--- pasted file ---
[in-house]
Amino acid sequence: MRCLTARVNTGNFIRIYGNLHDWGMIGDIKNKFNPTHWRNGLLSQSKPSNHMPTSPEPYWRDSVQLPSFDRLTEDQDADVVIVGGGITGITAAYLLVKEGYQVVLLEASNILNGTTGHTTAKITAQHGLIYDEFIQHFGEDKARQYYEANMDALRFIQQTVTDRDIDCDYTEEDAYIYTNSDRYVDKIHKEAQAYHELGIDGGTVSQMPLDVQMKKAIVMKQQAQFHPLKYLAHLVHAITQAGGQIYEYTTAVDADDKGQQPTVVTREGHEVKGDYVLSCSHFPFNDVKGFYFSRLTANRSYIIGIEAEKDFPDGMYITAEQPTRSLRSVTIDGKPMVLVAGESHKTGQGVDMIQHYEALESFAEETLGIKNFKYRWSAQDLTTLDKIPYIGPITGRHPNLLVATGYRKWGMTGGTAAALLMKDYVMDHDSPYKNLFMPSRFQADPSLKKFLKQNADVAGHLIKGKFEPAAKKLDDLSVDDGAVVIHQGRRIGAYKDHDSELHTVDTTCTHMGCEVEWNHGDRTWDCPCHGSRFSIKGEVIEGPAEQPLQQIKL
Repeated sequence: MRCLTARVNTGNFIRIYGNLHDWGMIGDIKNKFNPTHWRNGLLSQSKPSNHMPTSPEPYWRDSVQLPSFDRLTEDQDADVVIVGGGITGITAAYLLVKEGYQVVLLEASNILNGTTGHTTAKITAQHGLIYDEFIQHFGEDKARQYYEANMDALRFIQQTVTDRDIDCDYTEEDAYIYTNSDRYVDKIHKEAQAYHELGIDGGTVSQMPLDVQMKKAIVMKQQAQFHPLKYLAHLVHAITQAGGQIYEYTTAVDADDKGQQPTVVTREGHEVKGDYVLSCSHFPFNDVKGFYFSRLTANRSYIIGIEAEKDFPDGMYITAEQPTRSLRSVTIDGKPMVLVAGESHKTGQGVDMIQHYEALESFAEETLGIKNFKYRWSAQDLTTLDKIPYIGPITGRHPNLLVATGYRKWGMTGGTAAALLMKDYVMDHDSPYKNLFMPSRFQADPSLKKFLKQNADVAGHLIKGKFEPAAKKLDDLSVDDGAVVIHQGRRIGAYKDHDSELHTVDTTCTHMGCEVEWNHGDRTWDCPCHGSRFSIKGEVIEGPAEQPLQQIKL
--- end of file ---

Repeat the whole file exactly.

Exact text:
[in-house]
Amino acid sequence: MRCLTARVNTGNFIRIYGNLHDWGMIGDIKNKFNPTHWRNGLLSQSKPSNHMPTSPEPYWRDSVQLPSFDRLTEDQDADVVIVGGGITGITAAYLLVKEGYQVVLLEASNILNGTTGHTTAKITAQHGLIYDEFIQHFGEDKARQYYEANMDALRFIQQTVTDRDIDCDYTEEDAYIYTNSDRYVDKIHKEAQAYHELGIDGGTVSQMPLDVQMKKAIVMKQQAQFHPLKYLAHLVHAITQAGGQIYEYTTAVDADDKGQQPTVVTREGHEVKGDYVLSCSHFPFNDVKGFYFSRLTANRSYIIGIEAEKDFPDGMYITAEQPTRSLRSVTIDGKPMVLVAGESHKTGQGVDMIQHYEALESFAEETLGIKNFKYRWSAQDLTTLDKIPYIGPITGRHPNLLVATGYRKWGMTGGTAAALLMKDYVMDHDSPYKNLFMPSRFQADPSLKKFLKQNADVAGHLIKGKFEPAAKKLDDLSVDDGAVVIHQGRRIGAYKDHDSELHTVDTTCTHMGCEVEWNHGDRTWDCPCHGSRFSIKGEVIEGPAEQPLQQIKL
Repeated sequence: MRCLTARVNTGNFIRIYGNLHDWGMIGDIKNKFNPTHWRNGLLSQSKPSNHMPTSPEPYWRDSVQLPSFDRLTEDQDADVVIVGGGITGITAAYLLVKEGYQVVLLEASNILNGTTGHTTAKITAQHGLIYDEFIQHFGEDKARQYYEANMDALRFIQQTVTDRDIDCDYTEEDAYIYTNSDRYVDKIHKEAQAYHELGIDGGTVSQMPLDVQMKKAIVMKQQAQFHPLKYLAHLVHAITQAGGQIYEYTTAVDADDKGQQPTVVTREGHEVKGDYVLSCSHFPFNDVKGFYFSRLTANRSYIIGIEAEKDFPDGMYITAEQPTRSLRSVTIDGKPMVLVAGESHKTGQGVDMIQHYEALESFAEETLGIKNFKYRWSAQDLTTLDKIPYIGPITGRHPNLLVATGYRKWGMTGGTAAALLMKDYVMDHDSPYKNLFMPSRFQADPSLKKFLKQNADVAGHLIKGKFEPAAKKLDDLSVDDGAVVIHQGRRIGAYKDHDSELHTVDTTCTHMGCEVEWNHGDRTWDCPCHGSRFSIKGEVIEGPAEQPLQQIKL